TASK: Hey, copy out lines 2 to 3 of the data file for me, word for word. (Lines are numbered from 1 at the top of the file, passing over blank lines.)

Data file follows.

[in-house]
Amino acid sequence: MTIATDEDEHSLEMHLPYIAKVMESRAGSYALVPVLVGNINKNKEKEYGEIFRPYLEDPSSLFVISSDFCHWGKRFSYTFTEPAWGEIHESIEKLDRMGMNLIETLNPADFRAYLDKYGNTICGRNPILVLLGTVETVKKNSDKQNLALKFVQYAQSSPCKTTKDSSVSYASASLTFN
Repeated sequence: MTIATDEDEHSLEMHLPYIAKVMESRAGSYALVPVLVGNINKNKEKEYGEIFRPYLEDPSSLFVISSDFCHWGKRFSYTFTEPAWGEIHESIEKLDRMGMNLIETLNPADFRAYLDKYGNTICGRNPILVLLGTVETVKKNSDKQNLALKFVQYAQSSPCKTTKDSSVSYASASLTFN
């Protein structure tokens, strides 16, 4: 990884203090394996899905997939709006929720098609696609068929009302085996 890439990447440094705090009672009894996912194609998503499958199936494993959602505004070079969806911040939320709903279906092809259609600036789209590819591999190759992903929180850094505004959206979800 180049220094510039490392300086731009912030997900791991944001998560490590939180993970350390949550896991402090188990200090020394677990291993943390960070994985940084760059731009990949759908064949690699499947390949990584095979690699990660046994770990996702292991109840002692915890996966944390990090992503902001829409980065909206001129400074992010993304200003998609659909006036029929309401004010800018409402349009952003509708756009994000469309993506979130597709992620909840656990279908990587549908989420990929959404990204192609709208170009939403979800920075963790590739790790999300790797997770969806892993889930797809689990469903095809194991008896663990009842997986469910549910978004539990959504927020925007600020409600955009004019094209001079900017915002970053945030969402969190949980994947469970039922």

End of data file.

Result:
Amino acid sequence: MTIATDEDEHSLEMHLPYIAKVMESRAGSYALVPVLVGNINKNKEKEYGEIFRPYLEDPSSLFVISSDFCHWGKRFSYTFTEPAWGEIHESIEKLDRMGMNLIETLNPADFRAYLDKYGNTICGRNPILVLLGTVETVKKNSDKQNLALKFVQYAQSSPCKTTKDSSVSYASASLTFN
Repeated sequence: MTIATDEDEHSLEMHLPYIAKVMESRAGSYALVPVLVGNINKNKEKEYGEIFRPYLEDPSSLFVISSDFCHWGKRFSYTFTEPAWGEIHESIEKLDRMGMNLIETLNPADFRAYLDKYGNTICGRNPILVLLGTVETVKKNSDKQNLALKFVQYAQSSPCKTTKDSSVSYASASLTFN